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VASP is a processive actin polymerase that requires monomeric actin for barbed end association.

Research paper by Scott D SD Hansen, R Dyche RD Mullins

Indexed on: 03 Nov '10Published on: 03 Nov '10Published in: The Journal of cell biology



Abstract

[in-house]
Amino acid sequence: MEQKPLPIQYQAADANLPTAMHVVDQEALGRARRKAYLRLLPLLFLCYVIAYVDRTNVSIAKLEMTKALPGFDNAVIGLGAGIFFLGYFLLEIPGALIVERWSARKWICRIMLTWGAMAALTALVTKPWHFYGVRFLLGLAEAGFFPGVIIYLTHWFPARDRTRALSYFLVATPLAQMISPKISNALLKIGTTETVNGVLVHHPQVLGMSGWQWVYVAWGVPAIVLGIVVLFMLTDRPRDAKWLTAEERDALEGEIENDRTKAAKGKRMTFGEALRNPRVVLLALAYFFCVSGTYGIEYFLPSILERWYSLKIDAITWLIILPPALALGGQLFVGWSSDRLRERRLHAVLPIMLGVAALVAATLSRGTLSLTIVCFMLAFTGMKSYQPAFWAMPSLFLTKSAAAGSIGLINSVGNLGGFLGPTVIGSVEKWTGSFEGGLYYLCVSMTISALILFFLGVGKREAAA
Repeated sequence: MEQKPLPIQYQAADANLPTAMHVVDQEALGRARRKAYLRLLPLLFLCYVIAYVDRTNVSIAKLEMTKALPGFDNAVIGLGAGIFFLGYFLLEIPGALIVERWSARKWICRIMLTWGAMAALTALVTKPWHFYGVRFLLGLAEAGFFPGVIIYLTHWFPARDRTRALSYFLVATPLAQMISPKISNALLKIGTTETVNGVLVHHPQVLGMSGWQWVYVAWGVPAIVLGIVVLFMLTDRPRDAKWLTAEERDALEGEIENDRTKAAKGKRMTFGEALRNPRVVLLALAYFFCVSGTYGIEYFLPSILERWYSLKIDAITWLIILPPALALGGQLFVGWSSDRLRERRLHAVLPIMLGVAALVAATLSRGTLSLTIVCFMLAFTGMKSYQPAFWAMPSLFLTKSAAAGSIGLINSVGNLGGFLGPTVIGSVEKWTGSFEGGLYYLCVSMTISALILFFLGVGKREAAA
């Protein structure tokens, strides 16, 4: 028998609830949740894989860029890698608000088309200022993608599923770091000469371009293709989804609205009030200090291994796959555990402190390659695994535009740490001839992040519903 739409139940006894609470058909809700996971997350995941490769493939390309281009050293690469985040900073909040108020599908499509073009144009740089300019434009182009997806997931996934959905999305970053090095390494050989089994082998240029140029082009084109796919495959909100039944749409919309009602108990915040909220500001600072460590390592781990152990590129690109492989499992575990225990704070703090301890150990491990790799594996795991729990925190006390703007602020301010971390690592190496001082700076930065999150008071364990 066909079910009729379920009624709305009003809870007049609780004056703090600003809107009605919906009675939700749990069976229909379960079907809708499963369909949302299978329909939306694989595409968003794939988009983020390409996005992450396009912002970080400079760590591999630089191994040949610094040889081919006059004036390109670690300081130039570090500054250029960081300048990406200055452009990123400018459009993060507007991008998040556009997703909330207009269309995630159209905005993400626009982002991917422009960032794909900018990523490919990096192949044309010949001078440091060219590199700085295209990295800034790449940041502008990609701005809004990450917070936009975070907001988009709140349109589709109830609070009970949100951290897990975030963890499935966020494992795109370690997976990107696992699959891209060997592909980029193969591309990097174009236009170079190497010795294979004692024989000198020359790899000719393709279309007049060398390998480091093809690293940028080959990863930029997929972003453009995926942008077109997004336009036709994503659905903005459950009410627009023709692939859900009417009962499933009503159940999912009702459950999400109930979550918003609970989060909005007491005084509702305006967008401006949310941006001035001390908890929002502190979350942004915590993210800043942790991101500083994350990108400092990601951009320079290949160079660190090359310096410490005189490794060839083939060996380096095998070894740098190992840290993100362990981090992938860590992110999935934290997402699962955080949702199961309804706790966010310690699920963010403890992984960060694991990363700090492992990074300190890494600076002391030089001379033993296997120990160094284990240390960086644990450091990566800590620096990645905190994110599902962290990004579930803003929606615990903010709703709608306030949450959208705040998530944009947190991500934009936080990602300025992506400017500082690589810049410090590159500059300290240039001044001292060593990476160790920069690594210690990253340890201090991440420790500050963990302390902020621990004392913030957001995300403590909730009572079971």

Ena/VASP proteins regulate the actin cytoskeleton during cell migration and morphogenesis and promote assembly of both filopodial and lamellipodial actin networks. To understand the molecular mechanisms underlying their cellular functions we used total internal reflection fluorescence microscopy to visualize VASP tetramers interacting with static and growing actin filaments in vitro. We observed multiple filament binding modes: (1) static side binding, (2) side binding with one-dimensional diffusion, and (3) processive barbed end tracking. Actin monomers antagonize side binding but promote high affinity (K(d) = 9 nM) barbed end attachment. In low ionic strength buffers, VASP tetramers are weakly processive (K(off) = 0.69 s(-1)) polymerases that deliver multiple actin monomers per barbed end-binding event and effectively antagonize filament capping. In higher ionic strength buffers, VASP requires profilin for effective polymerase and anti-capping activity. Based on our observations, we propose a mechanism that accounts for all three binding modes and provides a model for how VASP promotes actin filament assembly.